Why is Mr. Dog so gosh-durn charming? It’s a question we’ve been gnawing on for years now. We’ve decided it must have something to do with his sly, dashing personality. In that regard he has a number of legendary ancestors, and quite a rich lineage of descendants. From Reynard the Fox, whose fables entertained for generations during the early middle ages, to Tom Sawyer; to the Cheshire Cat; the loveable rogue is an enduring archetype found in great stories since time immemorial. Here for your nostalgic pleasure are seven excellent loveable rogues you may recall from childhood.
Remember The Wind in the Willows, with Toad and Mole and Badger? Their friend Ratty was actually not a rat, but a water vole, and he was obsessed with the river. Nothing made him happier than being out on the water, and if the other animals suggested another activity he could get very stubborn.
Ernest H. Shepard, © 1959
“I beg your pardon... but did I overhear you say something about ‘WE,’ and ‘START,’ and ‘THIS AFTERNOON?’”
Kids today know Roald Dahl’s classic trickster character from the Wes Anderson movie, where he’s voiced by George Clooney. But Fantastic Mr. Fox was first a book, in which Mr. Fox employs every ounce of imagination he has to feed his wife and children while three mean-hearted farmers named Boggis, Bunce, and Bean do their best to shoot him and destroy his home.
Donald Chaffin © 1970
“This delicious meal…,” he began, then he stopped. In the silence that followed, he let fly a tremendous belch. There was more laughter and more clapping. “This delicious meal, my friends,” he went on, “is by courtesy of Messrs. Boggis, Bunce and Bean.”
Jinx the cat is from Walter Brooks’ wonderful series of books following the adventures of Freddy the Pig, a sincere and kind-hearted pig who often finds himself called upon to solve mysteries. Jinx is just the opposite. Quite like a real cat, he’s aloof and sarcastic. He rarely bothers with anything at all, unless he’s making a snide comment from the periphery.
Kurt Wiese © 1939
“‘To the eye of the trained detective nothing is ever just what it seems to be.’
‘What does that make you, then?’ said the cat."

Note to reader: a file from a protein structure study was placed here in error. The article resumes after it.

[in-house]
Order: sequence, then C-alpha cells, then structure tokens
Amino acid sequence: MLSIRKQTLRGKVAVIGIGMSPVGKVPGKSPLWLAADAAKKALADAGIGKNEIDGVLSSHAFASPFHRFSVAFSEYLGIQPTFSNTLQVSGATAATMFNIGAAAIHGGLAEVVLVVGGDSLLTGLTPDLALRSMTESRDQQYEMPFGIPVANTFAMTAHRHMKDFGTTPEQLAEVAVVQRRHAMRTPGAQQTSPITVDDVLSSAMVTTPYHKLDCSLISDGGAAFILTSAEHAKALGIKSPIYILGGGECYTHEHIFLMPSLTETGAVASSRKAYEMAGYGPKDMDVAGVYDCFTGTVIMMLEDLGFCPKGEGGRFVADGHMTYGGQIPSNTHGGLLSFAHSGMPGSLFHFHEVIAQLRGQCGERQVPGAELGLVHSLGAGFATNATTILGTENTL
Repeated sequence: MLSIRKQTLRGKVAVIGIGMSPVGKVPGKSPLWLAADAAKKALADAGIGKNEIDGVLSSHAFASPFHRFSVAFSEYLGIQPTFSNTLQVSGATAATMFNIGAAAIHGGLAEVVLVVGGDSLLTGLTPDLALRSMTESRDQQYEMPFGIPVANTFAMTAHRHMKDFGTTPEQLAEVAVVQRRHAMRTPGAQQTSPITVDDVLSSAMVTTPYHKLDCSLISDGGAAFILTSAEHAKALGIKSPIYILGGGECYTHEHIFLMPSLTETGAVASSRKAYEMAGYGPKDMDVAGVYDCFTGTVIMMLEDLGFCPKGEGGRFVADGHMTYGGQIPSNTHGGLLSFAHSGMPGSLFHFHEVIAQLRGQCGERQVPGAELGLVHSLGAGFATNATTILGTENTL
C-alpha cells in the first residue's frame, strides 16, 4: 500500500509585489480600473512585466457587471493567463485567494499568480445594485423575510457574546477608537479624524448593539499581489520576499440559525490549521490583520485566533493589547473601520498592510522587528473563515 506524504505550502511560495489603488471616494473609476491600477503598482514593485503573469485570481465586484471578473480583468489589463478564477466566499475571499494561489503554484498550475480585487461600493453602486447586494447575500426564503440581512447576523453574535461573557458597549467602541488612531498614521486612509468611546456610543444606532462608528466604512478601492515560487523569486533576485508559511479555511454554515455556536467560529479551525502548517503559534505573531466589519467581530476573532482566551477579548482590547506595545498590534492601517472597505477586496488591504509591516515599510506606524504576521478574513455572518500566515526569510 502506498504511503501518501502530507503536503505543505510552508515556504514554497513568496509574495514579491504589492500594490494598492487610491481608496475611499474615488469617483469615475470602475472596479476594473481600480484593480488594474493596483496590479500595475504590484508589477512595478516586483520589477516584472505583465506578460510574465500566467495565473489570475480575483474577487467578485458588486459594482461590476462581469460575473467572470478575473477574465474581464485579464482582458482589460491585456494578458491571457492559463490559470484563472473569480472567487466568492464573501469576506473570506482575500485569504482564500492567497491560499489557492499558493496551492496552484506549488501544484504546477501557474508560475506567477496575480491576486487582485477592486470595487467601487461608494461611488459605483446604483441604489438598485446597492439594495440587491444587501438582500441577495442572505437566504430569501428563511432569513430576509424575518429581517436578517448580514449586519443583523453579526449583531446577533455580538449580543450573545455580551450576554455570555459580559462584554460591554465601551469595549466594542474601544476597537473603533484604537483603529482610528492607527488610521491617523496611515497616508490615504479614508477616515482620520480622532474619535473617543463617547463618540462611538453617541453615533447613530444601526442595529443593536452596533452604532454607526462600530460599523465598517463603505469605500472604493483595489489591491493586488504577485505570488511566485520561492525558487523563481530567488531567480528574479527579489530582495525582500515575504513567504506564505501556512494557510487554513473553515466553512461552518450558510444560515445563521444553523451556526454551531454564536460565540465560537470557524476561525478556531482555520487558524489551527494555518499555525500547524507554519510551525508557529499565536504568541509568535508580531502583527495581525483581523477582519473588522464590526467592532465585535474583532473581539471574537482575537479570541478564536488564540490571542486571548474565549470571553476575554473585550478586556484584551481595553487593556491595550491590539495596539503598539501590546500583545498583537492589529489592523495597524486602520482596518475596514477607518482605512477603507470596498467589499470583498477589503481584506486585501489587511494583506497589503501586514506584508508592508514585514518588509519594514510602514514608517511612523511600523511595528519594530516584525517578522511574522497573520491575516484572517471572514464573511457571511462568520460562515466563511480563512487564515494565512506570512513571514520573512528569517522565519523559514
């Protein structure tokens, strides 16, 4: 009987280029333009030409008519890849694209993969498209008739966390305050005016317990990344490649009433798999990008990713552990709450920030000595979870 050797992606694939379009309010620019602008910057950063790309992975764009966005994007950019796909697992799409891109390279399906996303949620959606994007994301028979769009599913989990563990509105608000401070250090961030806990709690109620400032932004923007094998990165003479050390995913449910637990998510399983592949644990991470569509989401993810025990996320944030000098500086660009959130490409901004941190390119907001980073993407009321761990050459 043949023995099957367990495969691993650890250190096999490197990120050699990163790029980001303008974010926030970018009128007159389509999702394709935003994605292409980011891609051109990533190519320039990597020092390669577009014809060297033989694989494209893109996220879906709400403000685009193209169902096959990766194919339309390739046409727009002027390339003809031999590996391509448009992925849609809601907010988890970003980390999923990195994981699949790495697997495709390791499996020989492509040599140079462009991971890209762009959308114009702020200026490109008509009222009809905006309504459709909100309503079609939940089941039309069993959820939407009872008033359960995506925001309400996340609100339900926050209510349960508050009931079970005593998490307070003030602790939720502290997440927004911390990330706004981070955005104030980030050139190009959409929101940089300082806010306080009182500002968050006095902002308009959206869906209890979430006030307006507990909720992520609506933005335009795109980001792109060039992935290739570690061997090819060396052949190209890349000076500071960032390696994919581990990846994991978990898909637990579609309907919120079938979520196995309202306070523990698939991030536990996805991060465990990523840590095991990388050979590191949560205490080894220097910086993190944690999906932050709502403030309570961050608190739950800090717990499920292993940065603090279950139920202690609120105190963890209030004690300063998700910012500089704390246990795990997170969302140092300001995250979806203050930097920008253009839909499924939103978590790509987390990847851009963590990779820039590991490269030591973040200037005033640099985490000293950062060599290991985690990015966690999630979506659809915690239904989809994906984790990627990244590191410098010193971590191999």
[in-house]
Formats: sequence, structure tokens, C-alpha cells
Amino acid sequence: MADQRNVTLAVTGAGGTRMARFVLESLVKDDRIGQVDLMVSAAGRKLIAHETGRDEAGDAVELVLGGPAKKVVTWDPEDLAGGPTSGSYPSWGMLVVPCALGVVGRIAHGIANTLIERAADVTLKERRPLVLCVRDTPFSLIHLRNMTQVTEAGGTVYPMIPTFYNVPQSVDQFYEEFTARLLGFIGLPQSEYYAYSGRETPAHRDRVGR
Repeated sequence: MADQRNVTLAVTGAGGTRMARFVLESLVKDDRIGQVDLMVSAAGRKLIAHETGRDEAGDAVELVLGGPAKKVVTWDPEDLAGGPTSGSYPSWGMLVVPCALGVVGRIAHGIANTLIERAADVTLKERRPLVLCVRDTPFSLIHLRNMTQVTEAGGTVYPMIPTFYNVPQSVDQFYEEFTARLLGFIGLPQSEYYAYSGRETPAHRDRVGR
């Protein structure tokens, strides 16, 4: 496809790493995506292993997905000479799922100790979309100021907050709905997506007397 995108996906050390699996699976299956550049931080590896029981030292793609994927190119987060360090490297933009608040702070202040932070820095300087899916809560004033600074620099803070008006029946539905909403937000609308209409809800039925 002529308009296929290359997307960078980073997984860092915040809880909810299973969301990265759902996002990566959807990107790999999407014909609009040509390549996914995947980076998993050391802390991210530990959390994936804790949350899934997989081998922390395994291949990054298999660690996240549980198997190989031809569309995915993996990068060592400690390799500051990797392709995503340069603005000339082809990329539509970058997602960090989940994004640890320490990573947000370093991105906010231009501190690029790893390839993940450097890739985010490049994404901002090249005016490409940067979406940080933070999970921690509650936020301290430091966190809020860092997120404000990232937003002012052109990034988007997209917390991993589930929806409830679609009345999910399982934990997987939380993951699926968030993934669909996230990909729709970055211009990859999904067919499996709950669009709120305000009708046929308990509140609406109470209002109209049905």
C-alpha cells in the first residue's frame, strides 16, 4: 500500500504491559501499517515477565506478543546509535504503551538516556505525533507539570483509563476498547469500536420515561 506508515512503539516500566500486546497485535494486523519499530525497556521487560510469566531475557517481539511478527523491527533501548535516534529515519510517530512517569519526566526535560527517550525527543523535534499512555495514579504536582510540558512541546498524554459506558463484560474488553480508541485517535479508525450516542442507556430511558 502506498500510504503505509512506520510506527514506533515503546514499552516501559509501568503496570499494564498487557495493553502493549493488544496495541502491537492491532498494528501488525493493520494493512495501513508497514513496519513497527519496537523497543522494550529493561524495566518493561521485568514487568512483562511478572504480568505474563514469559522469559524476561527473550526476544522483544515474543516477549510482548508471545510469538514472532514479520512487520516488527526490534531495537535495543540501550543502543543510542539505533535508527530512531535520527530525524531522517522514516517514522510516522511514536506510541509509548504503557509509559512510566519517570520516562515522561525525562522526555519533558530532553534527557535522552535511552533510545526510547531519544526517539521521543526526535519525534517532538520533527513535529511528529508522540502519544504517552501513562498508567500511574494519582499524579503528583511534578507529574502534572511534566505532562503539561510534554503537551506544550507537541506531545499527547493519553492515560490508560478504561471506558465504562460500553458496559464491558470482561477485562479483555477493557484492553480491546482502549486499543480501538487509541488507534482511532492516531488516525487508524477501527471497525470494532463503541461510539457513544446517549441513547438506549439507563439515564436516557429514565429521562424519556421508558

OLIVIA THE PIG
Olivia is a very independent, gutsy young pig, dreamt up by the illustrator Ian Falconer, who is otherwise best known for his work on the cover of The New Yorker. Whether she is singing from her songbook, “Forty Very Loud Songs,” trying to recreate a Jackson Pollock on her bedroom wall, or playing with the family’s pet cat, she always does it with gusto and unselfconscious enthusiasm.
Ian Falconer © 2003
“Olivia waited, and waited, and waited, till she was too exhausted to wait any longer. So she went out to play with the cat.”
THE CAT IN THE HAT
Theodor Geisel, better known as Dr. Seuss, conceived the Cat in the Hat when his publisher commissioned a more entertaining alternative to the Dick and Jane books then popular as primers for early readers. Together with his companions, Thing 1 and Thing 2, the Cat in the Hat shows up at Sally and her brother’s house while their mother is away. Over the objections of the family fish, the trio proceed to entertain the children, incidentally wrecking much of the house.
Theodor Geisel (aka Dr. Seuss) © 1957
“Have no fear,” said the cat. “I will not let you fall. I will hold you up high as I stand on a ball.”
Anatole is the brainchild of Eve Titus, brought to life in illustration by Paul Galdone. He is a very proud French mouse who overhears a nasty comment deriding his species, and decides he must do something to better his reputation. So every night he sneaks into the Duval Cheese Factory and samples all the cheeses, leaving little tasting notes and telling them how to better run their business.
Paul Galdone © 1956.
“Voila! Now the Duval Factory will learn a thing or two. Mice are known everywhere as the World’s Best Judges of Cheese! And as for myself, I shall bring some home proudly, for I have honorably earned it!”
Mr. Dog is the main character in Albert Bigelow Paine’s extraordinary stories about the animal people who live at the Hollow Tree Inn. Sometimes it seems like he might see the other animals as just tasty snacks—whenever he sees Mr. Squirrel, for example, he can’t resist instilling a little terror in his heart. But by the last story, Mr. Dog’s Christmas at the Hollow Tree Inn, Mr. Dog and the other animals are all fast friends.
Adam McCauley © 2014
"Then he borrowed a big sack and fixed it up to swing over his back, just as he had seen Santa Claus do in the pictures. He had a lot of nice things to take along. Three tender young chickens he'd borrowed from Mr. Man, for one thing…”
That’s all, folks! Did we miss your favorite loveable rogue? Tell us about it in the comments.